Indian Air Force (IAF) bases in Awantipora and the Srinagar airport have been put on maximum alert after the security and intelligence agencies in New Delhi learned about militants’ plan to strike in a big way on 23 May (17th of Ramzan) to commemorate the historic Battle of Badr with revenge of the ‘custodial killing’ of a private schoolteacher Rizwan Assad Pandit.
Twenty-nine-year-old Rizwan, with post-graduation in chemistry, was found dead in police custody two days after he had been picked up by the Special Operations Group of the Jammu and Kashmir Police from his home in Awantipora on 17 March.
Highly placed authoritative sources revealed to The Quint that the Central security and intelligence agencies had intercepted several encrypted communications indicating possibility of some terror attacks in the Valley on 23 May (17th Ramzan) that marks the anniversary of the Battle of Badr. The battle was fought during Prophet Mohammad’s lifetime in Hejaz area of Saudi Arabia in 624 CE.
The security and intelligence agencies, according to sources, have learned from the intercepted communications that Jaish-e-Mohammad (JeM) and Lashkar-e-Tayyiba (LeT) in coordination with Hizbul Mujahideen (HM) were planning a slew of terror strikes, mainly to take revenge of Rizwan’s ‘custodial killing’.
Militants’ Secret Meeting
The agencies have learned that a group of four militants – HM’s Kashmir chief Riyaz Naikoo, JeM’s local militant Zahid Manzoor and an unidentified Pakistani terrorist and LeT’s Riyaz Dar – held a secret meeting in Agriculture Department’s farms at Malangpora (between Awantipora and Kuil airfield) on 14 May. They discussed a plan of major strikes on certain targets on 23 May (17th of Ramzan) coinciding with the Battle of Badr.
It was decided in the meeting that in order to take revenge of Rizwan’s ‘custodial killing’, attacks would be executed on certain key targets including some on the Srinagar-Jammu highway. A major terror strike on District Police Office Awantipora was also discussed.
Sources said that Srinagar airport and the IAF airfield at Kuil Awantipora were also the terrorists’ prime targets after the 26 February IAF strikes on a JeM camp in Balakot, Khyber Pakhtunkhwa, in Pakistan.
The IAF strikes were in retaliation of the JeM fidayeen attack on a paramilitary convoy which left over 40 CRPF men dead at Lethapora, close to Awantipora, on 14 February this year. Police suspected Rizwan’s involvement in the planning and execution of the unprecedented suicide strike.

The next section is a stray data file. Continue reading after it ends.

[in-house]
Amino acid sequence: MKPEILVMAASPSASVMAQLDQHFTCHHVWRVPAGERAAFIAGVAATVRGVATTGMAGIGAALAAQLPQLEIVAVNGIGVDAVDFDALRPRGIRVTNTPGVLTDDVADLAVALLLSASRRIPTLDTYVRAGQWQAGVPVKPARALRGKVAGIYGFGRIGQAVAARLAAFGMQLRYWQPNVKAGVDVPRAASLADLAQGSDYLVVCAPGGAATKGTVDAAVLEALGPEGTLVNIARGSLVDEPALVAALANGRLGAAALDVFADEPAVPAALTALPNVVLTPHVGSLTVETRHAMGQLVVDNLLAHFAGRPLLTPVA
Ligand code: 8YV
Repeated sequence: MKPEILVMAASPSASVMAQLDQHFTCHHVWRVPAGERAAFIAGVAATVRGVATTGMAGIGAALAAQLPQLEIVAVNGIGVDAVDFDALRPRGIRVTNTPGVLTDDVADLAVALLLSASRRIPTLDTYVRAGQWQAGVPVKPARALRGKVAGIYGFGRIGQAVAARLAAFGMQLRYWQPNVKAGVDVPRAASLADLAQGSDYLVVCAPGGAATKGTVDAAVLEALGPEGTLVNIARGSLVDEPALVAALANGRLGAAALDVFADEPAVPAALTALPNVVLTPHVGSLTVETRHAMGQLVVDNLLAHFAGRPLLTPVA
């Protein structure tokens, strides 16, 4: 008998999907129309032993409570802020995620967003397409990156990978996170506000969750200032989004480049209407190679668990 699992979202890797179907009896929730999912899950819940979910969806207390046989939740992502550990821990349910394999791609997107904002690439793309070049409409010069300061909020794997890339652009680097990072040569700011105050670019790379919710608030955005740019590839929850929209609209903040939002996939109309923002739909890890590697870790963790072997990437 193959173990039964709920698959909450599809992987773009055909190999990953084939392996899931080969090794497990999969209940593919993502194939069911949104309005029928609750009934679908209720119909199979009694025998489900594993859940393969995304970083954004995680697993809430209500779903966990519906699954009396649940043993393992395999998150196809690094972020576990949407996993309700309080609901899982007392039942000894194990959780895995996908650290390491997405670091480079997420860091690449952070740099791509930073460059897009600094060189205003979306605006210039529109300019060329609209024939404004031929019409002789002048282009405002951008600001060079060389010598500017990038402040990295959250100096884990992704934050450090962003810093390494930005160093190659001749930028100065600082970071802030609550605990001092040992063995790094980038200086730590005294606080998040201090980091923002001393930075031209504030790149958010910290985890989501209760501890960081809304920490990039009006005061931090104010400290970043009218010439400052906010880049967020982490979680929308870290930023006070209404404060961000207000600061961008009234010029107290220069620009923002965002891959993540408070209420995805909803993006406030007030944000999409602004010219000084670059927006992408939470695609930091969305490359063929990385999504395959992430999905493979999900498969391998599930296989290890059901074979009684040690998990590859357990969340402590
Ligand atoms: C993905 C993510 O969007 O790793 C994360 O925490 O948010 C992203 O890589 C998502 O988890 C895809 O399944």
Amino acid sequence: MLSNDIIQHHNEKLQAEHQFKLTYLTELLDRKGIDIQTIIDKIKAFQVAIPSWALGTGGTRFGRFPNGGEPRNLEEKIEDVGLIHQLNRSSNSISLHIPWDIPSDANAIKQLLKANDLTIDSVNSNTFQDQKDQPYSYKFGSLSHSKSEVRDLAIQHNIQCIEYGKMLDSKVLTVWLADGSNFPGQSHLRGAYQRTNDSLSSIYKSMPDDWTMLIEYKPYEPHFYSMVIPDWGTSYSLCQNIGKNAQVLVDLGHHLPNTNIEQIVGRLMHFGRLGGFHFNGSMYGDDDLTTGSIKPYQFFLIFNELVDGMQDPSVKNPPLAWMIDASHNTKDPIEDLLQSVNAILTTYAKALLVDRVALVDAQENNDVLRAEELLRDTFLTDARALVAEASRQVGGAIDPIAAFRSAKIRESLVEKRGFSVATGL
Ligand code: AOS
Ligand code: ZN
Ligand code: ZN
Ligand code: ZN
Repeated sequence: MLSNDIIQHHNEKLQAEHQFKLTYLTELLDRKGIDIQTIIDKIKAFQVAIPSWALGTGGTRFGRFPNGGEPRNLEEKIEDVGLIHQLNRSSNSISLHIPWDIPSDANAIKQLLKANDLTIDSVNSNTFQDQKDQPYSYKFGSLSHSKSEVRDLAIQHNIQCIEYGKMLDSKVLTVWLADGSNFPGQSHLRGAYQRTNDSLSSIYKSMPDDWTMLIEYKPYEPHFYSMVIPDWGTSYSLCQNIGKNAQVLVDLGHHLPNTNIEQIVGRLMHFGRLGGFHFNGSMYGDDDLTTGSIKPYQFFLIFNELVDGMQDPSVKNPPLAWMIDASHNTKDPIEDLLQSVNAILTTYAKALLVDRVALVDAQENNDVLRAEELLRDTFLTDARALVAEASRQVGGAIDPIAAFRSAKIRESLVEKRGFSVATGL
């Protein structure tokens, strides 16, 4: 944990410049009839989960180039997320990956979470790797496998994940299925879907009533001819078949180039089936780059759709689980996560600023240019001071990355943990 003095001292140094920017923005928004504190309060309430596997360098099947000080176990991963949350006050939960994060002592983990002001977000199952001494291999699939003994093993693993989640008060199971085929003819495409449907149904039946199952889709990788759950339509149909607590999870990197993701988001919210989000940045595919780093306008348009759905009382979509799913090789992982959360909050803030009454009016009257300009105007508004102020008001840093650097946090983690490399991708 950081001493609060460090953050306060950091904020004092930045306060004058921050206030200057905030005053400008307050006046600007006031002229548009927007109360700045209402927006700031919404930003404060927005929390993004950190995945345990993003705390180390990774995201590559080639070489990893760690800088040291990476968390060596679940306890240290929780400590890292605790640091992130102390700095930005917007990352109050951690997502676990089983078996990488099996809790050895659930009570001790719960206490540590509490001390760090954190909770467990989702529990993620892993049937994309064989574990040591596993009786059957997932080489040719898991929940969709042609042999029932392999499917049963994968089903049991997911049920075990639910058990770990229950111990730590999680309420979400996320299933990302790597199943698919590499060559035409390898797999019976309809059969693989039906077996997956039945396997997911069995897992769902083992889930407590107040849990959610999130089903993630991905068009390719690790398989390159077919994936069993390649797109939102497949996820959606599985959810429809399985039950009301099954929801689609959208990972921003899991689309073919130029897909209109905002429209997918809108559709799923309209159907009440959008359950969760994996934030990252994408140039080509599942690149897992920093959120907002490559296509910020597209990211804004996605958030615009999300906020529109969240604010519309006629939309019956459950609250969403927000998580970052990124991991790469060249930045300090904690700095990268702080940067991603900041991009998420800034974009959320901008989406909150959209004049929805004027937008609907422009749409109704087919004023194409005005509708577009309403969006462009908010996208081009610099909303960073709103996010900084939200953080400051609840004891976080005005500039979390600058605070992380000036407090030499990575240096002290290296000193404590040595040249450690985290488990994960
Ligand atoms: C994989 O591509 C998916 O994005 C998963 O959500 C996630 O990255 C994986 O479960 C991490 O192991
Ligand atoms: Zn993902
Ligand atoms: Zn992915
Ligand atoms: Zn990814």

Superintendent of Police, incharge Anti-hijacking at Srinagar Airport, Harmeet Singh, claimed that there was only the routine checking and frisking drill in place at the airport. He maintained that he was not aware about the fresh threat perception, if any, to the IAF base situated at a distance from the terminal building of civil airport. None of the authorised officers was available for comment in Bureau of Civil Aviation Security, Airports Authority of India or IAF.
Magisterial Inquiry in Rizwan’s Death Underway
According to the police, the son of a retired government employee and a prominent Jamaat-e-Islami activist, Rizwan had been detained for questioning over his alleged involvement in a terror attack at Pantha Chowk on the outskirts of the summer capital of Srinagar.
The FIR filed after his death claims that Rizwan died when he jumped out of a moving police vehicle and attempted to escape in Khrew area. His family and residents, followed by most of the Valley-based political and separatist parties, have described his death as “cold-blooded murder.”
Parallel to the FIR, government has ordered magisterial inquiry under Section 376 Criminal Procedure Code.
Additional Deputy Commissioner of Pulwama had been granted four-week time to submit his report. However, on his request, government has granted the magistrate another four weeks to complete the inquiry.
Police have not issued any statement over and above the FIR. However, knowledgeable sources say that the police had received vital inputs suggesting Rizwan’s hand in acquisition and transportation of chemicals and explosive material from Dehradun to Awantipora and fabrication of the IEDs fitted in a car. His family have strongly refuted all such reports and claimed that he was in no way linked to militancy.
Past Attacks on Kashmir Airports
The first, and till date the last, terror attack on Srinagar airport had been carried out by LeT on 16 January 2001. It failed to cause any significant damage as all the six terrorists were eliminated by security forces at the first entry point in a three-hour-long gunfight. Three CRPF personnel and two civilians were also killed in the operation. Terrorists had managed to reach the first entry point and X-Ray room in a hijacked vehicle of J&K State Forest Corporation.
On 3 October 2017, JeM terrorists sneaked into a camp of BSF 182 Battalion on the Friends Enclave corner of Srinagar airport but failed to cause much damage as all three of them were killed in the pre-dawn encounter. One Assistant Sub Inspector of BSF got killed and four personnel sustained injuries during the gunfight.
On 16 August 2014, unidentified terrorists attacked men of BSF’s 165 and 92 battalions while they were changing shift at the entrance of Kuil, Awantipora airfield. Two BSF personnel, including one ASI, got killed but all the terrorists managed to escape.
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